Some choices in the soup aisle have half a day’s worth of sodium in a serving. The U.S. Dietary Guidelines recommend half the U.S. population, including people aged 51 and older, and those of any age who are African-American, or those who have hypertension, diabetes, or chronic kidney disease, reduce their sodium to below 1,500 milligrams a day. Food labels can be very helpful in providing information.

11.  Processed Meat

According to WebMD, the American Institute for Cancer Research says meats preserved by smoking, curing, or salting, or that contain chemical preservatives, are linked to an increased risk of colon cancer. These products also tend to have lots of salt, fat, and cholesterol, and very few nutrients, like fiber.

12.  Frozen Meals

They may look tiny, but frozen dinners can be loaded with calories. I found one popular national brand of chicken pot pie with 64 grams of fat and 1,020 calories per serving. There are diet versions of these frozen foods that may be lower in fat, but they are heavily processed and are often very high in sodium. Food labels are again, very helpful in sorting through claims on the package.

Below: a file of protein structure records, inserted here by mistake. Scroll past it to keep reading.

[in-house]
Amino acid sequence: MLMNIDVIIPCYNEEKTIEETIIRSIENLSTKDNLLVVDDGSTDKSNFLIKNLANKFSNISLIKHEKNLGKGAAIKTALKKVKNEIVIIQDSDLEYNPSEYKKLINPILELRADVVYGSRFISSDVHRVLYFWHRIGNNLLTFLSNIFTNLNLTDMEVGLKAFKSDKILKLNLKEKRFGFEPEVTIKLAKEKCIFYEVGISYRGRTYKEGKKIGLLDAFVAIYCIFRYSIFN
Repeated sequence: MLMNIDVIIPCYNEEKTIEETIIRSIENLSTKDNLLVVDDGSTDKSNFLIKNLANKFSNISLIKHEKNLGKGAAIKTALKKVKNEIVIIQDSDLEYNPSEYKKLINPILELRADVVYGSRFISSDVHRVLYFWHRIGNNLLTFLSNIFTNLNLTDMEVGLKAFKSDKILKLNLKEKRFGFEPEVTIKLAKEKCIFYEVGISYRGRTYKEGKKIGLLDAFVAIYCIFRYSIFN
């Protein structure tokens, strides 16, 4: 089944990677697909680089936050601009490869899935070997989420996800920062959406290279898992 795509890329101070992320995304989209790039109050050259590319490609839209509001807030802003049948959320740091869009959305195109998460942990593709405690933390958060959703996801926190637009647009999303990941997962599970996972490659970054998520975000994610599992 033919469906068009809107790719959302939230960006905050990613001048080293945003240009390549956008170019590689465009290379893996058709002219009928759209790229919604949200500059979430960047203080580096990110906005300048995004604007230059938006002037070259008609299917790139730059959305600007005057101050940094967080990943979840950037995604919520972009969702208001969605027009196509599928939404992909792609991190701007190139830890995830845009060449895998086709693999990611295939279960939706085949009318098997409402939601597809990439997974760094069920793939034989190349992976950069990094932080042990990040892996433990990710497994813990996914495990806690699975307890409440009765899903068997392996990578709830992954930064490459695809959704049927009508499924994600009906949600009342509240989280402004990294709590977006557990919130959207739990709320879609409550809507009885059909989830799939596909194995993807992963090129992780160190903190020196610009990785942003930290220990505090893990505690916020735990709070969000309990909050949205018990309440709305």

13.  Doughnuts

Maybe America should run from Dunkin’, and any other outlet selling these nutrition bombs. Store-bought doughnuts contain the unholy trinity of unhealthy ingredients: trans-fat, sugar, and refined flour. Many contain a whopping 10 to 20 grams of fat each, and between 250 to 300 empty calories.

14.  Potato Chips

These fat-filled “bad carbs” are no good for your waistline; what many may not know is potato chips (along with French fries) contain acrylamide, a known carcinogen that is formed when foods are baked or fried at high temperatures.

15.  Low-Fat Foods

Don’t be fooled by the “Low-Fat” label. Makers of low-fat foods often substitute sugar, salt, and unhealthy fillers to add flavor and texture to otherwise bland processed products. Dr. Mehmet Oz advises you to always choose real foods over processed, low-fat options.

16.  Margarine